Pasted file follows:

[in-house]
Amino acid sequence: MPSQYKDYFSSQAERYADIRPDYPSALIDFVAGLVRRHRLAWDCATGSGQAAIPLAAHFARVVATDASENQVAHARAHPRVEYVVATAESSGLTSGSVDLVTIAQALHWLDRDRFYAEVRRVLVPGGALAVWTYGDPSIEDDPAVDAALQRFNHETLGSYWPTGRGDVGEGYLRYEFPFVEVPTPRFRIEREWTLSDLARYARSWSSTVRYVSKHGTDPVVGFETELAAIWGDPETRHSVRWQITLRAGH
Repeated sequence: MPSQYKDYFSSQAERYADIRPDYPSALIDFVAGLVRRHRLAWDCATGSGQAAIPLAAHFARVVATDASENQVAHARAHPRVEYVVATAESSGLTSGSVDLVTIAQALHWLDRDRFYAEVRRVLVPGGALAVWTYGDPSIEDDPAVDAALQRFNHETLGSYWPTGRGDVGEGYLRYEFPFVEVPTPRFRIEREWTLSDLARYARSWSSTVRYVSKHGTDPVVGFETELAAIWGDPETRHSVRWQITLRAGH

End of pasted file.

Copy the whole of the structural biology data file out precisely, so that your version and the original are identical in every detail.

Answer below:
[in-house]
Amino acid sequence: MPSQYKDYFSSQAERYADIRPDYPSALIDFVAGLVRRHRLAWDCATGSGQAAIPLAAHFARVVATDASENQVAHARAHPRVEYVVATAESSGLTSGSVDLVTIAQALHWLDRDRFYAEVRRVLVPGGALAVWTYGDPSIEDDPAVDAALQRFNHETLGSYWPTGRGDVGEGYLRYEFPFVEVPTPRFRIEREWTLSDLARYARSWSSTVRYVSKHGTDPVVGFETELAAIWGDPETRHSVRWQITLRAGH
Repeated sequence: MPSQYKDYFSSQAERYADIRPDYPSALIDFVAGLVRRHRLAWDCATGSGQAAIPLAAHFARVVATDASENQVAHARAHPRVEYVVATAESSGLTSGSVDLVTIAQALHWLDRDRFYAEVRRVLVPGGALAVWTYGDPSIEDDPAVDAALQRFNHETLGSYWPTGRGDVGEGYLRYEFPFVEVPTPRFRIEREWTLSDLARYARSWSSTVRYVSKHGTDPVVGFETELAAIWGDPETRHSVRWQITLRAGH